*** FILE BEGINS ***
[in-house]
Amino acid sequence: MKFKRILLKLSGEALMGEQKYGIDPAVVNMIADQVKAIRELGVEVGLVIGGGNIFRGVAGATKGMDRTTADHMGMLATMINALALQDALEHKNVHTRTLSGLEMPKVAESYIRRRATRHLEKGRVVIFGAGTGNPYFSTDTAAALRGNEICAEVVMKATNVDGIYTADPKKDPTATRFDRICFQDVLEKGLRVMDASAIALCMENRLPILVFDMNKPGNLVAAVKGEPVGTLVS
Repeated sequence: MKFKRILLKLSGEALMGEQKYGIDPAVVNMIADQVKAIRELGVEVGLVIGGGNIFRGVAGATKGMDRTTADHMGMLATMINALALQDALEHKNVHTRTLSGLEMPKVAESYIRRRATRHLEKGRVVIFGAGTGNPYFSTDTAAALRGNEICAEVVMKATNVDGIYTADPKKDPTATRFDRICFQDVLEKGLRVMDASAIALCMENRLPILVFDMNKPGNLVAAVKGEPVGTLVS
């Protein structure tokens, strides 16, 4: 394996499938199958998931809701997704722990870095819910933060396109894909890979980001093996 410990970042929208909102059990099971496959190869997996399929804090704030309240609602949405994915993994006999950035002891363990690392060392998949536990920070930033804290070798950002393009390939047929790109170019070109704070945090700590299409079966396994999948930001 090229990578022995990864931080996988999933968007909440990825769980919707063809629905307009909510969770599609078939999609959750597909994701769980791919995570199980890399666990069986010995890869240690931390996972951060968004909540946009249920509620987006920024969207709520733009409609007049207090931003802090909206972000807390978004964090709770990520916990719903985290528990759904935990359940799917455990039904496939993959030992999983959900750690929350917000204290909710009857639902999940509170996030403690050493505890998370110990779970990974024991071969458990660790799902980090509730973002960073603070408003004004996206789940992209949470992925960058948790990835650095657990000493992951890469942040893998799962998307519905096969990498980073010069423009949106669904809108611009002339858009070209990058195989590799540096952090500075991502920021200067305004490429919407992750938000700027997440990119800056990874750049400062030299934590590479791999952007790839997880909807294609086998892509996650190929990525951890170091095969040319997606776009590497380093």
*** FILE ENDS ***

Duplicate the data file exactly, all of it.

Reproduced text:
[in-house]
Amino acid sequence: MKFKRILLKLSGEALMGEQKYGIDPAVVNMIADQVKAIRELGVEVGLVIGGGNIFRGVAGATKGMDRTTADHMGMLATMINALALQDALEHKNVHTRTLSGLEMPKVAESYIRRRATRHLEKGRVVIFGAGTGNPYFSTDTAAALRGNEICAEVVMKATNVDGIYTADPKKDPTATRFDRICFQDVLEKGLRVMDASAIALCMENRLPILVFDMNKPGNLVAAVKGEPVGTLVS
Repeated sequence: MKFKRILLKLSGEALMGEQKYGIDPAVVNMIADQVKAIRELGVEVGLVIGGGNIFRGVAGATKGMDRTTADHMGMLATMINALALQDALEHKNVHTRTLSGLEMPKVAESYIRRRATRHLEKGRVVIFGAGTGNPYFSTDTAAALRGNEICAEVVMKATNVDGIYTADPKKDPTATRFDRICFQDVLEKGLRVMDASAIALCMENRLPILVFDMNKPGNLVAAVKGEPVGTLVS
């Protein structure tokens, strides 16, 4: 394996499938199958998931809701997704722990870095819910933060396109894909890979980001093996 410990970042929208909102059990099971496959190869997996399929804090704030309240609602949405994915993994006999950035002891363990690392060392998949536990920070930033804290070798950002393009390939047929790109170019070109704070945090700590299409079966396994999948930001 090229990578022995990864931080996988999933968007909440990825769980919707063809629905307009909510969770599609078939999609959750597909994701769980791919995570199980890399666990069986010995890869240690931390996972951060968004909540946009249920509620987006920024969207709520733009409609007049207090931003802090909206972000807390978004964090709770990520916990719903985290528990759904935990359940799917455990039904496939993959030992999983959900750690929350917000204290909710009857639902999940509170996030403690050493505890998370110990779970990974024991071969458990660790799902980090509730973002960073603070408003004004996206789940992209949470992925960058948790990835650095657990000493992951890469942040893998799962998307519905096969990498980073010069423009949106669904809108611009002339858009070209990058195989590799540096952090500075991502920021200067305004490429919407992750938000700027997440990119800056990874750049400062030299934590590479791999952007790839997880909807294609086998892509996650190929990525951890170091095969040319997606776009590497380093």